Jack Gould: Campaign Extortion?
The Unicameral is in session and 350 lobbyists are eager to win favor. What a perfect time to hold a fundraiser breakfast at Billy’s or the Nebraska Club. Of course the Senators are not influenced by campaign contributions and the lobbyists give generously with no strings attached.
A restaurant like Billy’s is closed to the public for breakfast. The public and the press are not permitted to witness the transactions. Lobbyists and Senators send out private invitations usually asking lobbyists for a $100 contribution at the door while fellow Senators get complimentary passes. Individual contributions must be kept under $250 so the contributor’s names will not have to be reported. A Public Service Commissioner appears to hold the record by raising over $19,000 at a Billy’s fundraiser. Only the total amount raised has to be reported.
The invitations clearly point out: “If unable to attend, please mail your contribution to: (Senator’s name).” Some Senators actually take attendance and follow up with a letter and a return envelope to non- attending lobbyists. The implication is, if you don’t come across you are not likely to influence me. Is extortion too strong a word?
The calendar in the Clerk of the Legislatures office indicates a fundraiser breakfast every ten days during the session. This may be a conservative number since some fundraisers are not recorded.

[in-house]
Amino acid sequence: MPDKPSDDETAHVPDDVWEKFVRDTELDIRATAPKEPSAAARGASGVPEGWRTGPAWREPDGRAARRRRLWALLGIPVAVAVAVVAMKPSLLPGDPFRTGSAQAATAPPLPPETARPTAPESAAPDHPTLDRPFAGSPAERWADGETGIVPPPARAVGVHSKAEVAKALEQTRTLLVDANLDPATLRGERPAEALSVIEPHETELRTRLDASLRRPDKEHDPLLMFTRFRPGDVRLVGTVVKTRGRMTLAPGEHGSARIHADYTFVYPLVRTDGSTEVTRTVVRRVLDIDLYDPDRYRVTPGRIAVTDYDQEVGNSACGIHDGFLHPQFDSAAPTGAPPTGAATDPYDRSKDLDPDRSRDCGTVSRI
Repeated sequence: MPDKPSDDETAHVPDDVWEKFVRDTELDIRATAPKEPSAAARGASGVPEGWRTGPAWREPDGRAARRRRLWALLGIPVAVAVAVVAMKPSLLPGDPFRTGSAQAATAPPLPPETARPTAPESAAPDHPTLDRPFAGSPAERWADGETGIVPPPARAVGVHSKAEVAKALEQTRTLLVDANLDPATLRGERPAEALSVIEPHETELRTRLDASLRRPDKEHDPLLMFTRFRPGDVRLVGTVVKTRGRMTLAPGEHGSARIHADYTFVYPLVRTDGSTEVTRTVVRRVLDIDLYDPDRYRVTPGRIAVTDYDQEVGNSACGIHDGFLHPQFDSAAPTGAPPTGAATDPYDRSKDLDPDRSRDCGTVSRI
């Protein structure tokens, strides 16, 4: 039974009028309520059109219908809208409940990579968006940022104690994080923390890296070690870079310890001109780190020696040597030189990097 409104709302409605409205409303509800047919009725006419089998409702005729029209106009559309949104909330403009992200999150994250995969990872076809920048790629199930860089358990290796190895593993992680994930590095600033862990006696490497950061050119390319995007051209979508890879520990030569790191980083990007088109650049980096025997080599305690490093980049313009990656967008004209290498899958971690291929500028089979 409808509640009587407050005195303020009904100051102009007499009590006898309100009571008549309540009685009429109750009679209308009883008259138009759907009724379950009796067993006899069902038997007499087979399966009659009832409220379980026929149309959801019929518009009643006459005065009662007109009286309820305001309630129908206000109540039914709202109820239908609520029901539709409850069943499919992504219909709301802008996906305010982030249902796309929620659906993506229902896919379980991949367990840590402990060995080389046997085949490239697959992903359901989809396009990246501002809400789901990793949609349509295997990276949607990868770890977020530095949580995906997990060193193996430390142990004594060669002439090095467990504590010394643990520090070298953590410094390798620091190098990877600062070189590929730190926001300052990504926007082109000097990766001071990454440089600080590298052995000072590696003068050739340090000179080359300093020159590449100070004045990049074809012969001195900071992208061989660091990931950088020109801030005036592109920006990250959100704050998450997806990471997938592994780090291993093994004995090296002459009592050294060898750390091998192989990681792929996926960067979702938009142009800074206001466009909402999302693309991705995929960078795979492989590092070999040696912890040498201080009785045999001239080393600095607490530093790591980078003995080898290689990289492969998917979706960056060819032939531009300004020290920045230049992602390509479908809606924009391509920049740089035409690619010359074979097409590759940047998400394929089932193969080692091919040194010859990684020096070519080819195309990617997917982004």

It is clear that incumbents have a great advantage over any challenger by employing the in session fundraiser. The lobbyists are handy, the legislative leverage is in place, and the geographic location is perfect. Even better you don’t have to make a campaign speech or any promises to the press or the public.
The National Conference of State Legislatures reports that sixteen states prohibit any campaign contributions during their legislative sessions. Twelve more states prohibit registered lobbyists from making contributions during legislative sessions. Nebraska, obviously, isn’t one of those states.
Common Cause Nebraska
This letter to the editor was published in the Lincoln Journal Star on Sunday, April 29, 2007.